One offshoot of the massive amount of cap space flooding into the lead is that almost every trade exception in the league is about to be vaporized. Trade exceptions are the NBA's accounting method when teams send more salary to another team than they take in.
Trade exceptions are valuable because you can use them to trade for a player without sending back salary to the other team, provided the player you trade for can fit inside the trade exception by himself.
The downside of a trade exception is that once a team uses cap space, they lose the trade exception, and that will be the case for probably 26 or so teams.
One notable exception is the Cleveland Cavaliers. They have the only significant trade exception in the league, and they have so much salary on the books that they will still be well over the salary cap after re-signing Lebron James. They do retain a $9,638,554 trade exception for dumping Anderson Varejao for nothing, so for one year after that trade (February, 18th 2017) they can take back at least that much in salary without sending any out in return.
The value to this is you never know what player could come available in a few months, or near the trade deadline. The main issue, however, is that there are very few players a team would consider trading who are also good enough to help the Cavs and who will also fit in their trade exception.
You know who fits in that trade exception? Lance Stephenson.
I don't think that Lance can help the Cavs. I don't think there are many teams who would sacrifice $9.4mm in cap space before free agency begins. But Lance's contract is a team option and if the Cavs were to trade for him in the next few days (Lance's team option must be decided on by the end of this month), they could trade him to a team who would then decline his option.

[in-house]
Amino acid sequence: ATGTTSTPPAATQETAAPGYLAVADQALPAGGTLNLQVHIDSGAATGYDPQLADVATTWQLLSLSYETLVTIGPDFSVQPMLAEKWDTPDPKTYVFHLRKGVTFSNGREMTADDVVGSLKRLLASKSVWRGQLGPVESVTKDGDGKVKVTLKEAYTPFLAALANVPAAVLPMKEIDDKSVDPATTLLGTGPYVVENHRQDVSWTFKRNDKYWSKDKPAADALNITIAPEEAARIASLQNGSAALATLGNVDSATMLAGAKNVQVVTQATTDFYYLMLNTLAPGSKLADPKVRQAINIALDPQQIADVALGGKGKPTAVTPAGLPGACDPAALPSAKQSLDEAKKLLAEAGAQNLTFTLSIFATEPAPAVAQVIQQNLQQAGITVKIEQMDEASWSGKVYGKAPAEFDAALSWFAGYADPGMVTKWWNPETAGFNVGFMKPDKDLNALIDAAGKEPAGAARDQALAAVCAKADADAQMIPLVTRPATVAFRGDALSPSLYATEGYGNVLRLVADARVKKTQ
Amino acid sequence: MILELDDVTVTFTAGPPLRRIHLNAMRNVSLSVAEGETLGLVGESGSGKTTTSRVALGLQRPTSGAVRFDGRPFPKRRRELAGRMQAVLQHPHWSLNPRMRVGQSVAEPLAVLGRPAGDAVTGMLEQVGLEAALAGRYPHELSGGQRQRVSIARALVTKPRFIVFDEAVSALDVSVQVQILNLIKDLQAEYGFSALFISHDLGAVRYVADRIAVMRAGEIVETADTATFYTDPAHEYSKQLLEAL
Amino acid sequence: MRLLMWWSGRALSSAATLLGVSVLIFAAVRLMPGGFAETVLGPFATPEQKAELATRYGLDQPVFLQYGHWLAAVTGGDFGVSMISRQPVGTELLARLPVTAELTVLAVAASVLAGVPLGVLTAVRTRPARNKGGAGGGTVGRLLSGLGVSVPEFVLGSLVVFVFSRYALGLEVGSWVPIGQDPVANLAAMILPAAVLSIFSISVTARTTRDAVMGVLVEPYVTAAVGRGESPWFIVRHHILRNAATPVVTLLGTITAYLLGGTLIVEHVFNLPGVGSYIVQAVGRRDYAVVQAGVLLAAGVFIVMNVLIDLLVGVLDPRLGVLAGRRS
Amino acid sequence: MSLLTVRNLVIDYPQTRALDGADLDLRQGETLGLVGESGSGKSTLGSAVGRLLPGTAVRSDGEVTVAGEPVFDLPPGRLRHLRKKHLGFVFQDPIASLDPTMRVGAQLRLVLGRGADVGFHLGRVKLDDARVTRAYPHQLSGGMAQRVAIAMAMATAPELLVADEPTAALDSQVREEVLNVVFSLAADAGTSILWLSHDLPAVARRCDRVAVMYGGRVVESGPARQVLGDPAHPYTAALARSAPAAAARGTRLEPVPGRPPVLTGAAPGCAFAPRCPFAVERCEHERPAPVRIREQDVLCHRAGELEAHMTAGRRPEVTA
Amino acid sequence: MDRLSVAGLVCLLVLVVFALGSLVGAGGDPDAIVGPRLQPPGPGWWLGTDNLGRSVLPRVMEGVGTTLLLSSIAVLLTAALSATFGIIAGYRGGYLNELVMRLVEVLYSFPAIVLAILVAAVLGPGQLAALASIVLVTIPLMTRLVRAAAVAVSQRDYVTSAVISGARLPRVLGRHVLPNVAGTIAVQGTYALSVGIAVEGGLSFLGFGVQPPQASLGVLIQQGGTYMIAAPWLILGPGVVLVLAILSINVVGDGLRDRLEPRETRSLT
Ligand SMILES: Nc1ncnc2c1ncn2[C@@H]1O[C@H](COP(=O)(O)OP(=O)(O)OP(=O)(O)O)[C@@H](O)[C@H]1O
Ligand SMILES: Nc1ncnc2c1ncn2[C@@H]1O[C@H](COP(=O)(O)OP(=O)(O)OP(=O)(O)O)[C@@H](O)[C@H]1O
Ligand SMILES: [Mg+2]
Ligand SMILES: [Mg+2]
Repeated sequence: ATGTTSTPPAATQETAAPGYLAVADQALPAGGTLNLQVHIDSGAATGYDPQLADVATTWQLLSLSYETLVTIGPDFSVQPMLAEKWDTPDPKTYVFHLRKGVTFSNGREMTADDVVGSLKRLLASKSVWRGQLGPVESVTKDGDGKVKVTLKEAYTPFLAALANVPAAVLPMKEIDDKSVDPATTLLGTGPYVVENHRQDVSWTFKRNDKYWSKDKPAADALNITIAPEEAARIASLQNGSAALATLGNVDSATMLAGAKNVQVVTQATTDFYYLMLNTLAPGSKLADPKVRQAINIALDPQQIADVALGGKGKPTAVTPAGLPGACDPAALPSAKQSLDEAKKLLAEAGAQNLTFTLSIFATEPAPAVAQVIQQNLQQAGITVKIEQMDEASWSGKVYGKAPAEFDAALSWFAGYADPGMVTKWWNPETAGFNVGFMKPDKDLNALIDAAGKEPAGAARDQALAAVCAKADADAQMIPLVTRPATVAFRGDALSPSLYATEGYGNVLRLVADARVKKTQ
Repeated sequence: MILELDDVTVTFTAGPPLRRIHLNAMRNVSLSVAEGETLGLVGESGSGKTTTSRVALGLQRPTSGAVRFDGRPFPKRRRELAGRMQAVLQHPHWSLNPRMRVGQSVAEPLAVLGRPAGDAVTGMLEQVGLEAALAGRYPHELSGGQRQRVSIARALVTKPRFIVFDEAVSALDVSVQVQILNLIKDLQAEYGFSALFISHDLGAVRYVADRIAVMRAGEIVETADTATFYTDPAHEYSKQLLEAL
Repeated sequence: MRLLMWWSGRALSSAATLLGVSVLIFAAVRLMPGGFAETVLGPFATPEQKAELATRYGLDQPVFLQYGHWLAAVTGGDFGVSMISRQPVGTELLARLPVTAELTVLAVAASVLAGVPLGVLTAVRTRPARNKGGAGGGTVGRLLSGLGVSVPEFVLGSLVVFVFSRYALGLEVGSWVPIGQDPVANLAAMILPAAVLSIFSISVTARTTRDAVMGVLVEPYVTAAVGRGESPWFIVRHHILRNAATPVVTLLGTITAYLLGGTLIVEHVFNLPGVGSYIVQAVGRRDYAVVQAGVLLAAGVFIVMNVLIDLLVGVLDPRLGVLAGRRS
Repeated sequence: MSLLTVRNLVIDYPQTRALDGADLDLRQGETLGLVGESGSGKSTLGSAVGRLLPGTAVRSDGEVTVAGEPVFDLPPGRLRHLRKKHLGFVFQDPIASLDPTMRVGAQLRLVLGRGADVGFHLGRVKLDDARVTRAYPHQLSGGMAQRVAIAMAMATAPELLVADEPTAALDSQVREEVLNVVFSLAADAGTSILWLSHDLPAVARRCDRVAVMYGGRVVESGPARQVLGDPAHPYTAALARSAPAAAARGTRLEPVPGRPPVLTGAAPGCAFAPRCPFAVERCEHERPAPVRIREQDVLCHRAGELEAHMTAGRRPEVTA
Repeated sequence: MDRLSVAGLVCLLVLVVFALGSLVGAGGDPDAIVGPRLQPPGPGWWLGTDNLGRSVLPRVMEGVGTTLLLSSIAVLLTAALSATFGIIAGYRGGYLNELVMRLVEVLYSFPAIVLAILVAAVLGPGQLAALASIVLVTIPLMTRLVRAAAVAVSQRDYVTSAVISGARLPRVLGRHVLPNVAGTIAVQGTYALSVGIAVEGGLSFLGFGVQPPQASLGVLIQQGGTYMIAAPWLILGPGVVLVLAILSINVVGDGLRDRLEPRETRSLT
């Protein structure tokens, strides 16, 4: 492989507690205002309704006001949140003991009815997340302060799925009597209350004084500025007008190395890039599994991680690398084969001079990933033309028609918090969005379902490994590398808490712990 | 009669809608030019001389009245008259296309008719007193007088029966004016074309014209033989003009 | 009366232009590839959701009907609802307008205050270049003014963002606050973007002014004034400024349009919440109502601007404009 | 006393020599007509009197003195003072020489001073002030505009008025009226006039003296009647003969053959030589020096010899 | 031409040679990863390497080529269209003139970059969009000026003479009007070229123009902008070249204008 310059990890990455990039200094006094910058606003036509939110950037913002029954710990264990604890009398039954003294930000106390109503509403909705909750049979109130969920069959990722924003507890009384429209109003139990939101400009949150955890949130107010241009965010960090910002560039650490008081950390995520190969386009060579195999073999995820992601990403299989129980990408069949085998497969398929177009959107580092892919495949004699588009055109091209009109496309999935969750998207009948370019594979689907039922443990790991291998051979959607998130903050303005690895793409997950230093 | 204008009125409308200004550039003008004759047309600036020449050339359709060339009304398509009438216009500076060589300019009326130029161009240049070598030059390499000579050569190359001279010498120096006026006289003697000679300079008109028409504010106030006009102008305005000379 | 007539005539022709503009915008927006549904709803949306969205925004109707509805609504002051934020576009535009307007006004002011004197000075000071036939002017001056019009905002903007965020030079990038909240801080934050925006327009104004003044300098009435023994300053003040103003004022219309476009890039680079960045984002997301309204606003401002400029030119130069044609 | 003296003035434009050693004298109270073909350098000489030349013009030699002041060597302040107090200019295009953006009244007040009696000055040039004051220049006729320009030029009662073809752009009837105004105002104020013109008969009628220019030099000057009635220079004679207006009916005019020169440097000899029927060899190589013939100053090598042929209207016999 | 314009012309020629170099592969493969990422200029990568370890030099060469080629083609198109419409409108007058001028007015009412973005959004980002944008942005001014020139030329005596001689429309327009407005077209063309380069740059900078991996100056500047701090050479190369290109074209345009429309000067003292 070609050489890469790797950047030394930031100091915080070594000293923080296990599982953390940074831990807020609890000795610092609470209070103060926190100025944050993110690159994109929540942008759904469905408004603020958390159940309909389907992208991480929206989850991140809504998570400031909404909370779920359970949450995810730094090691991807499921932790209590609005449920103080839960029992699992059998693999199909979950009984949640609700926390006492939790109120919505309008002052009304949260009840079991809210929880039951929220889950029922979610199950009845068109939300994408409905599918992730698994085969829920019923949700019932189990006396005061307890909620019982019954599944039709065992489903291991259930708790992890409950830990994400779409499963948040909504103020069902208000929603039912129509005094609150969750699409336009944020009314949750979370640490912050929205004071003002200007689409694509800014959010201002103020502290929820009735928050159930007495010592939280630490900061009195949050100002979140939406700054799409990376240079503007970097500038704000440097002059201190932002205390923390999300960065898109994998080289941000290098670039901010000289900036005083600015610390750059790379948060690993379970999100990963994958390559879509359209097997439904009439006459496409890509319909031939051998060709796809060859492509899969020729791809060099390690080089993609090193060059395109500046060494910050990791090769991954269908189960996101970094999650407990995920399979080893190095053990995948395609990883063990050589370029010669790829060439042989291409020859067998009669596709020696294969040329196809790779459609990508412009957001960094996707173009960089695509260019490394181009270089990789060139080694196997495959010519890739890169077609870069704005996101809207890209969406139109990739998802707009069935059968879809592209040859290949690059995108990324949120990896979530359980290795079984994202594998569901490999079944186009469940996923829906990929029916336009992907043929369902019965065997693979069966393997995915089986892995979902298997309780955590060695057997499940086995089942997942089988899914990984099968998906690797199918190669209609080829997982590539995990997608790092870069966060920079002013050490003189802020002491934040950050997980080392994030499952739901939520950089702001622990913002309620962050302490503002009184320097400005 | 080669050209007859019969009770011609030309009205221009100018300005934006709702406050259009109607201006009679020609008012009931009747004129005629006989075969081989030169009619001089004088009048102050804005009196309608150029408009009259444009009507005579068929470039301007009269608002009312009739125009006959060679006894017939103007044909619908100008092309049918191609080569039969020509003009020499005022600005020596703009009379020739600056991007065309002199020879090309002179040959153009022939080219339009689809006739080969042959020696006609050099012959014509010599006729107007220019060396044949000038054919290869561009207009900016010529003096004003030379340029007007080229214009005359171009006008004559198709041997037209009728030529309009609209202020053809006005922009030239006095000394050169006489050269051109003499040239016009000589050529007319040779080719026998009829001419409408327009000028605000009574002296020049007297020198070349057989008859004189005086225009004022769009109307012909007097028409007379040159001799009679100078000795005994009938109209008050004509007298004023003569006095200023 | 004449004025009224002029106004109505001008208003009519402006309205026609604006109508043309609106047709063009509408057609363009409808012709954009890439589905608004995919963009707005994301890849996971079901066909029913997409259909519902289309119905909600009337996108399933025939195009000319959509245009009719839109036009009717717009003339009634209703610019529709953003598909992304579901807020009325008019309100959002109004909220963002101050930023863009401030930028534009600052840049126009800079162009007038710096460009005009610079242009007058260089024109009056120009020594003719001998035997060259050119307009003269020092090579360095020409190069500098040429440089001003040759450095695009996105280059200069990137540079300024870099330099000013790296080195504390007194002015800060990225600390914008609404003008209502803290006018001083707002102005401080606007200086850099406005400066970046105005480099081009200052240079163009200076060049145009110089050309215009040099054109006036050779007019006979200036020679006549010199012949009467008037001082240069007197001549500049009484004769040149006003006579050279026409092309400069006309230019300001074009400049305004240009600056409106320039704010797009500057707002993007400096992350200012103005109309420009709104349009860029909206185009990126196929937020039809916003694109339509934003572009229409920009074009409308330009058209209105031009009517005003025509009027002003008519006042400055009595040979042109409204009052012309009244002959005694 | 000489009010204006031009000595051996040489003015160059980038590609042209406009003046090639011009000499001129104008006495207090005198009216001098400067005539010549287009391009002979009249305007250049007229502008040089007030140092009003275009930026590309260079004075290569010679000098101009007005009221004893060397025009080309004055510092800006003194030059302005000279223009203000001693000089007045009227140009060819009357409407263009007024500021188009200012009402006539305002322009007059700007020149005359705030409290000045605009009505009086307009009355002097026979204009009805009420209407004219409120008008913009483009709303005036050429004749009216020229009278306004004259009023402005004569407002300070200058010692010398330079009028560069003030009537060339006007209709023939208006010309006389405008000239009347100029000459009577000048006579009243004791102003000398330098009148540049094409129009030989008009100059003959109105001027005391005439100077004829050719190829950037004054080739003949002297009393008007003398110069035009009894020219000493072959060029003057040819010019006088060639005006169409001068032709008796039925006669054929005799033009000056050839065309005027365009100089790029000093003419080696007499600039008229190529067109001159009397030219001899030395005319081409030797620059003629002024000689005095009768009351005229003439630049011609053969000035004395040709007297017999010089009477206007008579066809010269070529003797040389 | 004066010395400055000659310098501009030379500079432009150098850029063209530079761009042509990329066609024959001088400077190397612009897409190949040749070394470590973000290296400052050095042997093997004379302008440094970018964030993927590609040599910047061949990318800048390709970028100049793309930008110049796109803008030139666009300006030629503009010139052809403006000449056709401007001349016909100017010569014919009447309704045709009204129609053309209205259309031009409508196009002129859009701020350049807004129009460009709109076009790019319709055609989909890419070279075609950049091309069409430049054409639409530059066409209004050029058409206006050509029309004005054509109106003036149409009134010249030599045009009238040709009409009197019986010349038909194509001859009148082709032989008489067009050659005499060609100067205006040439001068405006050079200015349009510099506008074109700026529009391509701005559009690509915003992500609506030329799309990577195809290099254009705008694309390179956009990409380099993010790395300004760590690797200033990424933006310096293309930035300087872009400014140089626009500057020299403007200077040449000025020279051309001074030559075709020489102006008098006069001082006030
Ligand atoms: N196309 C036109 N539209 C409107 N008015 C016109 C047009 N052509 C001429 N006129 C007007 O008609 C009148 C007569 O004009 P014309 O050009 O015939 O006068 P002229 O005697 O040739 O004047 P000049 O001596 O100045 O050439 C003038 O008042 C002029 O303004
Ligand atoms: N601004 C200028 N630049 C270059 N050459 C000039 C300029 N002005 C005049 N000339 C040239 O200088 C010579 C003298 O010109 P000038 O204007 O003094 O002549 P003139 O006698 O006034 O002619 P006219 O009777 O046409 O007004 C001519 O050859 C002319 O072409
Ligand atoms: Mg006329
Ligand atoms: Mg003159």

That could be why the Grizzlies have not made a decision on it yet. They're looking for a taker.
Why would the Cavs do this? For the same reason the Grizzlies did it last year.
The Grizzlies wanted Matt Barnes, but they had no means to acquire him. They had a small trade exception from the Jeff Green trade, but it fell about a million shy of Barnes' salary.
So instead, the Grizzlies used their exception to trade for Luke Ridnour. Even though Ridnour made about $1mm less than the trade exception, you don't have to match salary exactly when trading players, so Ridnour's contract allowed Memphis to trade for Matt Barnes.
Using the same principle, using their trade exception to absorb Lance Stephenson would allow Cleveland to trade for a player who makes 125% plus $100,000 of Stephenson's contract, or $11,350,000.
Players like Jrue Holiday, Tyreke Evans, Monta Ellis, Danny Green make too much to absorb into the trade exception, but suddenly become available if Cleveland had Lance Stephenson, but the guy who would be perfect for Cleveland is Wilson Chandler.
What could Memphis get for facilitating this type of move? Not much. But even though Denver is stocked with young guys right now, their cupboard of future picks is fairly dry. They only have the Memphis pick (which will almost definitely convey next year) and another small asset.
Cleveland could agree to a trade that sent a 1st round pick in 2020 to Denver, and perhaps a 2nd round pick to Memphis. The asset I'd be trying to get for Lance's contract is the rights to Cedi Osman, who was a 2nd round pick of theirs last year. He's a really interesting Turkish small forward who is probably a few years from coming over.
That might not seem like much, but any time you can generate an asset from nothing - and still have the chance to re-sign Lance if you want - you have to do it.